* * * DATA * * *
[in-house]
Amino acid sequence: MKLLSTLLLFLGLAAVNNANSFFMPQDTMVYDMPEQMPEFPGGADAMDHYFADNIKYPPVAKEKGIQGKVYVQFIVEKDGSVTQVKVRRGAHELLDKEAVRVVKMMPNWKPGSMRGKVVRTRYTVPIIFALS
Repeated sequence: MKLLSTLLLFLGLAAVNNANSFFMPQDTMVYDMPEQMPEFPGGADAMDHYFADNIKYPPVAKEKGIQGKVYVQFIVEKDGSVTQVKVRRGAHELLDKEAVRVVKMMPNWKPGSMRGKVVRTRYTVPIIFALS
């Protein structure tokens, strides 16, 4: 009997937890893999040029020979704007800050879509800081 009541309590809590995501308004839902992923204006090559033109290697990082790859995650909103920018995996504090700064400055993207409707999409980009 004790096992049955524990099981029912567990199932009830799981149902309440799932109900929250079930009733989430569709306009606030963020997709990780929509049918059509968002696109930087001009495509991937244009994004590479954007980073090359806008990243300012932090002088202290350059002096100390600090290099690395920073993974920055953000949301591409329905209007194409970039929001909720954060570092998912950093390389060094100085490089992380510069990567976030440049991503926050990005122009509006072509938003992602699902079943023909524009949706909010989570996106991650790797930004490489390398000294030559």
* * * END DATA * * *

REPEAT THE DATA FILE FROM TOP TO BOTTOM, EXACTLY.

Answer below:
[in-house]
Amino acid sequence: MKLLSTLLLFLGLAAVNNANSFFMPQDTMVYDMPEQMPEFPGGADAMDHYFADNIKYPPVAKEKGIQGKVYVQFIVEKDGSVTQVKVRRGAHELLDKEAVRVVKMMPNWKPGSMRGKVVRTRYTVPIIFALS
Repeated sequence: MKLLSTLLLFLGLAAVNNANSFFMPQDTMVYDMPEQMPEFPGGADAMDHYFADNIKYPPVAKEKGIQGKVYVQFIVEKDGSVTQVKVRRGAHELLDKEAVRVVKMMPNWKPGSMRGKVVRTRYTVPIIFALS
């Protein structure tokens, strides 16, 4: 009997937890893999040029020979704007800050879509800081 009541309590809590995501308004839902992923204006090559033109290697990082790859995650909103920018995996504090700064400055993207409707999409980009 004790096992049955524990099981029912567990199932009830799981149902309440799932109900929250079930009733989430569709306009606030963020997709990780929509049918059509968002696109930087001009495509991937244009994004590479954007980073090359806008990243300012932090002088202290350059002096100390600090290099690395920073993974920055953000949301591409329905209007194409970039929001909720954060570092998912950093390389060094100085490089992380510069990567976030440049991503926050990005122009509006072509938003992602699902079943023909524009949706909010989570996106991650790797930004490489390398000294030559």